SAGE Musings: Why Student Engagement is Not Enoughpublished Jan 24, 2019 9:08am
Despite several decades of effort to broaden participation in the STEM disciplines, the STEM workforce remains unrepresentative of the diversity of our broader population (e.g., NSF, 2017; Sidder, 2017). In the fall of 2004, Eric Jolly, Patricia Campbell, and Lesley Perlman published a paper entitled, "Engagement, Capacity and Continuity: A Trilogy for Student Success." In this paper, the authors outline a new lens for examining student success. Their lens -- the trilogy of engagement, capacity, and continuity -- provides insights into why some students fail, or fail to thrive, where others succeed. More importantly, it shines a light on what we can do to support the academic success of all students. Building on the existing research, the authors assert that "a fairly simple but comprehensive assessment and approach is necessary to create the ecosystem for student success" (Jolly et al., 2004). The authors "posit that there appear to be three broad factors, which together are essential for students to advance in the sciences and quantitative disciplines" (Jolly et al., 2004; emphasis added).
Jolly et al. (2004) define engagement as "Having an orientation to the sciences and/or quantitative disciplines that includes such qualities as awareness, interest and motivation." Many STEM reform efforts focus on engaging students in STEM-related activities, hoping that students will be attracted to and then persist in studying STEM. This makes intuitive sense; students won't choose to study what they don't know about. But being aware of, interested in, and motivated to learn about, for example, geoscience, isn't always enough.
Jolly et al. (2004) define capacity as "Possessing the acquired knowledge and skills needed to advance to increasingly rigorous content in the sciences and quantitative disciplines." Imagine a student who wants to become a geoscientist but has not had a Chemistry class. This student will struggle to master concepts such as ocean geochemistry, atomic bonding in minerals, how pollution interacts with the atmosphere to produce acid rain, and so on. In the geosciences, as in any field of study, mastery of pre-requisite knowledge and concepts is essential to success. I think it's worth pointing out that in this case, capacity doesn't mean the ability to learn Chemistry. A student who is capable of mastering the concepts of Chemistry, but hasn't yet done so, doesn't have the capacity to succeed in the geosciences -- yet.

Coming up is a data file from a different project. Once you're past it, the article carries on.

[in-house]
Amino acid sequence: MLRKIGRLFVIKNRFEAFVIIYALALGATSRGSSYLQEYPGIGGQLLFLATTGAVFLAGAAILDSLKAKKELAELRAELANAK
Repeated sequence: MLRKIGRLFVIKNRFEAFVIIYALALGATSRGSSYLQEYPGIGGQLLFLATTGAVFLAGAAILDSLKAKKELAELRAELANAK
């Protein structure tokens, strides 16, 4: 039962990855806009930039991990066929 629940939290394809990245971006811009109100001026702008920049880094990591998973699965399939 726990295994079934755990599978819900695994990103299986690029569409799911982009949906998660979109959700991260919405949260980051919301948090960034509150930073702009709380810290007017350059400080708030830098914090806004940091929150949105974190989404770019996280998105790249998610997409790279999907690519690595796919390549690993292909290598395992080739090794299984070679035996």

Finally, Jolly et al. (2004) define continuity as "Institutional and programmatic opportunities, material resources and guidance that support advancement to increasingly rigorous content in the sciences and quantitative disciplines." Imagine that our hypothetical student, above, who is interested in learning geoscience, attends a school with very limited resources. The Chemistry class doesn't have a laboratory component, because the school cannot afford the facilities and equipment. In a case like this, "despite interest and ability the student is not likely to advance into the sciences or quantitative disciplines" (Jolly et al., 2004).
The real power of this trilogy, in my opinion, lies in considering the interactions among the three factors. Each factor -- engagement, capacity, and continuity -- is necessary for persistence and success in STEM. But the factors are not completely independent, either. Without continuity, student cannot develop their capacity. Without engagement, they are unlikely to do so. "For efforts to be successful, it is necessary to assess the degree to which each student has needs in each of these factors and to provide opportunities to meet those needs. Program efforts can target groups, but needs assessments must be at the individual student level and must include all three factors" (Jolly et al., 2004).
Reading this paper helped me to understand why engaging our students in learning about geoscience -- fostering their interest in and motivation to learn about it -- isn't always enough. It's a necessary first step to attract students into our field. But for students to persist through a degree program and into a career in the geosciences, they need capacity and continuity as well.
Jolly, Eric J., Patricia B. Campbell, and Lesley Perlman, 2004. Engagement, Capacity and Continuity: A Trilogy for Student Success. Available at http://www.campbell-kibler.com/trilogy.pdf.
National Science Foundation, National Center for Science and Engineering Statistics. 2017. Women, Minorities, and Persons with Disabilities in Science and Engineering: 2017. Special Report NSF 17-310. Arlington, VA. Available at https://www.nsf.gov/statistics/wmpd/.
Sidder, Aaron, 2017. Geosciences make modest gains but still struggle with diversity, Eos, 98, https://doi.org/10.1029/2017EO071093. Published on 06 April 2017. Available at https://eos.org/articles/geosciences-make-modest-gains-but-still-struggle-with-diversity.
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